“Wiley Rein Seeks $2M in Fees in Voting Rights Case”

BLT: The lawyers who successfully challenged the Voting Rights Act before the U.S. Supreme Court earlier this year are seeking $2 million in legal fees from the federal government. U.S. Department of Justice lawyers and attorneys from Wiley Rein, who represented Shelby County, Ala., in the voting rights dispute, are expected to fight over two issues: whether the challengers are entitled to fees in the first place and whether $2 million is too m…

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“The Right to Vote”

Norm Ornstein: It is becoming increasingly obvious that the Supreme Court decision in Shelby County v. Holder, which eviscerated the Voting Rights Act, is leading to a new era of voter suppression that parallels the pre-1960s era—this time affecting not just African-Americans but also Hispanic-Americans, women, and students, among others. The reasoning employed by Chief Justice John Roberts in Shelby County—that Section 5 of the act was such a s…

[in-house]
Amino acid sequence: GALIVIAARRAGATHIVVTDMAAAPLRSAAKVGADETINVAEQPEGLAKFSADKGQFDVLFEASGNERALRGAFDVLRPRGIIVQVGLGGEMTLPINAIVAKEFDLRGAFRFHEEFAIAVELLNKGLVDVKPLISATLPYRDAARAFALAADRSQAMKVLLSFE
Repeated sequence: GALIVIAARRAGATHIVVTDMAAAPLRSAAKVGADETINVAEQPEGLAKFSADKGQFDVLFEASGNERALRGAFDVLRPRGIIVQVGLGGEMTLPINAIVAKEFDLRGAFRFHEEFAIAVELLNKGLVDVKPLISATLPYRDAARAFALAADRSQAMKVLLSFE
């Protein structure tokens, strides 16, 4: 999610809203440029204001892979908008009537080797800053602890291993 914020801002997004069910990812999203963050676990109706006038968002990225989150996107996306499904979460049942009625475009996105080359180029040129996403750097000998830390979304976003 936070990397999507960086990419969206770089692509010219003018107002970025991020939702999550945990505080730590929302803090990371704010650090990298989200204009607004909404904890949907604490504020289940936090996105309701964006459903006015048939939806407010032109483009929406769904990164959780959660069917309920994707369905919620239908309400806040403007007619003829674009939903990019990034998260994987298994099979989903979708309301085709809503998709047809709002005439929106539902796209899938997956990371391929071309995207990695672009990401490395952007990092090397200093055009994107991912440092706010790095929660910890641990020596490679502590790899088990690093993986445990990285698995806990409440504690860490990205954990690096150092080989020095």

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“Section Two Minus Section Five”

Nick Stephanopoulos has posted this draft on SSRN (forthcoming, Supreme Court Review).  Here is the abstract: In Shelby County v. Holder, the Supreme Court dismantled one of the two pillars of the Voting Rights Act: Section 5, which had barred southern jurisdictions from changing their election laws without receiving prior federal approval. But the Court left standing the VRA’s other pillar: Section 2, which prohibits racial discrimination in vo…

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North Carolina and Racial Redistricting

…utcomes on actual politics and policymaking in the state over the next decade. Before the Supreme Court’s Shelby County decision, the state trial court upheld this redistricting plan.  It is now pending before the state Supreme Court, which among other things, will have to determine if Shelby County has any bearing on the issues.  Depending on the outcome, the case could find its way to the U.S. Supreme Court. Although I very rarely sign on…